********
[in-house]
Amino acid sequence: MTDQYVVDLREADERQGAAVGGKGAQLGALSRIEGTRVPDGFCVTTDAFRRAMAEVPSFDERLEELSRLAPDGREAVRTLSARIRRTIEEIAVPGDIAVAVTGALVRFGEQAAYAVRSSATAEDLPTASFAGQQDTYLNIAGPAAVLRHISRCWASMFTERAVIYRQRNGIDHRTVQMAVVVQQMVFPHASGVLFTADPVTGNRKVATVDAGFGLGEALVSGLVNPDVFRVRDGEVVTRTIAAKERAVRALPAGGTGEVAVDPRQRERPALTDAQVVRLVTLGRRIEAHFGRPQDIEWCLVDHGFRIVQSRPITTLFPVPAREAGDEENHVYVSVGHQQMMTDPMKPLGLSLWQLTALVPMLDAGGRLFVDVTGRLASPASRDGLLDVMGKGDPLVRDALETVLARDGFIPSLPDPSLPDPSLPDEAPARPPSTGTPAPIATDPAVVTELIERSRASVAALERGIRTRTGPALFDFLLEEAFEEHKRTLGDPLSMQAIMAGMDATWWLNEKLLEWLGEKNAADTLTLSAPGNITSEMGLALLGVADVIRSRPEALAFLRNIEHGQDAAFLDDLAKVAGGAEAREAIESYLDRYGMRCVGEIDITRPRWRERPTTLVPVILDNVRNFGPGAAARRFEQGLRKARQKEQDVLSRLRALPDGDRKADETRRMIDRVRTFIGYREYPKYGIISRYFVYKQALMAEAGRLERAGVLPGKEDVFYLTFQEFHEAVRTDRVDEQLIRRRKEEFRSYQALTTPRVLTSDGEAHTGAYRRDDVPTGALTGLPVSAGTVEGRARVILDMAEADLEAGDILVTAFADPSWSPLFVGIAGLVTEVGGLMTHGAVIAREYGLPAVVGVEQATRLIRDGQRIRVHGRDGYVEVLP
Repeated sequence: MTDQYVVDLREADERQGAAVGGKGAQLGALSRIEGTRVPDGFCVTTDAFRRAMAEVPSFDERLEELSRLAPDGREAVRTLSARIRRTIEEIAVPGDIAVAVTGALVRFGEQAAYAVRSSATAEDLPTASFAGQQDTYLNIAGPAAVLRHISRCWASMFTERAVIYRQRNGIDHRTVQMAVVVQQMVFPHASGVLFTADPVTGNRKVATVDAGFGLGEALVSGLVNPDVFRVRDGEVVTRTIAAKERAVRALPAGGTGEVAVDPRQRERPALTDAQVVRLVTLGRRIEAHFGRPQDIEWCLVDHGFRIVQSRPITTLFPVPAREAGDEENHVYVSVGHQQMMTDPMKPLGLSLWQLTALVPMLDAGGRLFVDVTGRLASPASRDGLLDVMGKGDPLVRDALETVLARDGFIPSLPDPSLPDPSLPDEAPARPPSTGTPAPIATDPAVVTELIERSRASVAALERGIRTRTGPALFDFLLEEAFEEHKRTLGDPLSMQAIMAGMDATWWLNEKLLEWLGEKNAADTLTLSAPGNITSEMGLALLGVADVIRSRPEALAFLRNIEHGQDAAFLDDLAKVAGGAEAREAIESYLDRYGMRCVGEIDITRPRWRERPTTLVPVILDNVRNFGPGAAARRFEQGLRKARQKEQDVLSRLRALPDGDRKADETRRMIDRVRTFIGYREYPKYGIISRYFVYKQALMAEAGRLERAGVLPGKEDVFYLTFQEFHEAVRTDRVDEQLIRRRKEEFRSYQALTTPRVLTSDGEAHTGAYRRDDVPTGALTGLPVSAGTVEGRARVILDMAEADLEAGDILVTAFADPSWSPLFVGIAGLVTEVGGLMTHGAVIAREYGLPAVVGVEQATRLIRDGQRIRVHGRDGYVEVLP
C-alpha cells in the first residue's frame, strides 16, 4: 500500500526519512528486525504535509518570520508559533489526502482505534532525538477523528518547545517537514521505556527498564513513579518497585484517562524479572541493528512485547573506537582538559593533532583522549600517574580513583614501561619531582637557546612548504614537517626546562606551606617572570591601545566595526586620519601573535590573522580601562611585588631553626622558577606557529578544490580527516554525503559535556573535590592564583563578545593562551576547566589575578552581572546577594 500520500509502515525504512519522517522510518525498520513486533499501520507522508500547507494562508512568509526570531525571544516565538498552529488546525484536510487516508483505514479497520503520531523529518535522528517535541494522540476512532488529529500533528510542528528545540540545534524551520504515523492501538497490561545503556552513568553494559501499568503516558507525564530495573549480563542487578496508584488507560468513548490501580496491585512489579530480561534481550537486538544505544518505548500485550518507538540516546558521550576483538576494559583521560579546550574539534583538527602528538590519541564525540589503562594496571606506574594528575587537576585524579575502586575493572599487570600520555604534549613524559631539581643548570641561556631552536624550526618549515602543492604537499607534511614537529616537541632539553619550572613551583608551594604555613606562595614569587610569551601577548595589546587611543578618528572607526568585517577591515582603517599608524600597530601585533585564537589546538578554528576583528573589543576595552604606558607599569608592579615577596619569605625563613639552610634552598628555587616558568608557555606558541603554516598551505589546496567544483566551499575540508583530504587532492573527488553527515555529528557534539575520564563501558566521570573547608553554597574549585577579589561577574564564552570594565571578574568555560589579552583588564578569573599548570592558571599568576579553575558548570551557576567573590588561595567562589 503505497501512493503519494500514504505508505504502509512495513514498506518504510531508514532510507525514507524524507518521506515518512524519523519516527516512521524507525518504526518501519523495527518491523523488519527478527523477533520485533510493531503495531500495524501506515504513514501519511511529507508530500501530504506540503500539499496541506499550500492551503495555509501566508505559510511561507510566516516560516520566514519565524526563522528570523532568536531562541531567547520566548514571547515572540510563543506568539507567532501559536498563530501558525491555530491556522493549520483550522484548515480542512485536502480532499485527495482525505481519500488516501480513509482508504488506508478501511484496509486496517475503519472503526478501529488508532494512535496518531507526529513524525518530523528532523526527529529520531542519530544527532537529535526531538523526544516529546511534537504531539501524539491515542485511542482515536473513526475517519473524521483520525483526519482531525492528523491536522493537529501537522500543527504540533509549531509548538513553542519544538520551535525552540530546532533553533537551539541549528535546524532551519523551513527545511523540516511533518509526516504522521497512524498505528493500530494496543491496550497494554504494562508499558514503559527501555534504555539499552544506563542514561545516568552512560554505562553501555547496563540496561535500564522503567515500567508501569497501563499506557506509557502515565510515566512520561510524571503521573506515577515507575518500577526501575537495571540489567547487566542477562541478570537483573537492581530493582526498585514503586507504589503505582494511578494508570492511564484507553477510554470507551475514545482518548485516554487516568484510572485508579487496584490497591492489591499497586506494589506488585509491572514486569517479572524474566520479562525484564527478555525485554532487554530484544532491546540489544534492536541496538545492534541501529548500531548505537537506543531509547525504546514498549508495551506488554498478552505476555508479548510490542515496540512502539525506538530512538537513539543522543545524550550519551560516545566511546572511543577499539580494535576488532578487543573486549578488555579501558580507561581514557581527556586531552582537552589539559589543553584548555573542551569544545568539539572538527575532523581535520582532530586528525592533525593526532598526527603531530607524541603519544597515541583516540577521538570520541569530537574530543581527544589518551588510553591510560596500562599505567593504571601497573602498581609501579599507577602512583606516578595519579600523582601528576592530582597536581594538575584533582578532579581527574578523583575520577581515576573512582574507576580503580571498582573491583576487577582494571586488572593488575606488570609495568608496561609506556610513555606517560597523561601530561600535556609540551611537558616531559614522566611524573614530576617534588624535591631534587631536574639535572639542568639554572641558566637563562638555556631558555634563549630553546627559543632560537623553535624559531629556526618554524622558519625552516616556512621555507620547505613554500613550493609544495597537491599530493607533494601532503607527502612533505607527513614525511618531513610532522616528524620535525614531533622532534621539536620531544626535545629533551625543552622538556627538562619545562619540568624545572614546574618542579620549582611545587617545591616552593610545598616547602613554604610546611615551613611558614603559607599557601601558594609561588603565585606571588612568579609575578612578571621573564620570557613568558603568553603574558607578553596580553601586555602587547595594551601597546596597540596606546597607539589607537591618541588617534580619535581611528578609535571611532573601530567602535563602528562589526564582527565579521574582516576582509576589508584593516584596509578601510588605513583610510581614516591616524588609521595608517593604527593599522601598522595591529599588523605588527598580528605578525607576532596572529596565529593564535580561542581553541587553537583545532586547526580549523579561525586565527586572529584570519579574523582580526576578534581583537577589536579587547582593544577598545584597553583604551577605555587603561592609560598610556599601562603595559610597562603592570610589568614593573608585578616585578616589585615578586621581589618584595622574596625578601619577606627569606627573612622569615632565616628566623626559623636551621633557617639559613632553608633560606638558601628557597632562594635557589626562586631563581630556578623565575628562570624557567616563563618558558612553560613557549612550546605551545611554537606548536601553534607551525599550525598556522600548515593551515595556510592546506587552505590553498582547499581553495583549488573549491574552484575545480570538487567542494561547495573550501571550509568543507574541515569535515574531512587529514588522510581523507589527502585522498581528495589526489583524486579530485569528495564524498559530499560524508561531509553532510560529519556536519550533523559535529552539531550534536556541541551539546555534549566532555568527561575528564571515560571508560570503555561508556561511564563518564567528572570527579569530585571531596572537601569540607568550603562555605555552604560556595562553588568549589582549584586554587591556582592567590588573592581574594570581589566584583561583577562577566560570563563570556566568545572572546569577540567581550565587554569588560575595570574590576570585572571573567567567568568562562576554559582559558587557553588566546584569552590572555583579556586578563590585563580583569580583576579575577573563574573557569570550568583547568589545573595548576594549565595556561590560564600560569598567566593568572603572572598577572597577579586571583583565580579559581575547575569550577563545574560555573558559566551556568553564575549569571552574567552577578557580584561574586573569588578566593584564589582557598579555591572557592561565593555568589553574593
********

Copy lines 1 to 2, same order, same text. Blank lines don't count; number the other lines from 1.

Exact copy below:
[in-house]
Amino acid sequence: MTDQYVVDLREADERQGAAVGGKGAQLGALSRIEGTRVPDGFCVTTDAFRRAMAEVPSFDERLEELSRLAPDGREAVRTLSARIRRTIEEIAVPGDIAVAVTGALVRFGEQAAYAVRSSATAEDLPTASFAGQQDTYLNIAGPAAVLRHISRCWASMFTERAVIYRQRNGIDHRTVQMAVVVQQMVFPHASGVLFTADPVTGNRKVATVDAGFGLGEALVSGLVNPDVFRVRDGEVVTRTIAAKERAVRALPAGGTGEVAVDPRQRERPALTDAQVVRLVTLGRRIEAHFGRPQDIEWCLVDHGFRIVQSRPITTLFPVPAREAGDEENHVYVSVGHQQMMTDPMKPLGLSLWQLTALVPMLDAGGRLFVDVTGRLASPASRDGLLDVMGKGDPLVRDALETVLARDGFIPSLPDPSLPDPSLPDEAPARPPSTGTPAPIATDPAVVTELIERSRASVAALERGIRTRTGPALFDFLLEEAFEEHKRTLGDPLSMQAIMAGMDATWWLNEKLLEWLGEKNAADTLTLSAPGNITSEMGLALLGVADVIRSRPEALAFLRNIEHGQDAAFLDDLAKVAGGAEAREAIESYLDRYGMRCVGEIDITRPRWRERPTTLVPVILDNVRNFGPGAAARRFEQGLRKARQKEQDVLSRLRALPDGDRKADETRRMIDRVRTFIGYREYPKYGIISRYFVYKQALMAEAGRLERAGVLPGKEDVFYLTFQEFHEAVRTDRVDEQLIRRRKEEFRSYQALTTPRVLTSDGEAHTGAYRRDDVPTGALTGLPVSAGTVEGRARVILDMAEADLEAGDILVTAFADPSWSPLFVGIAGLVTEVGGLMTHGAVIAREYGLPAVVGVEQATRLIRDGQRIRVHGRDGYVEVLP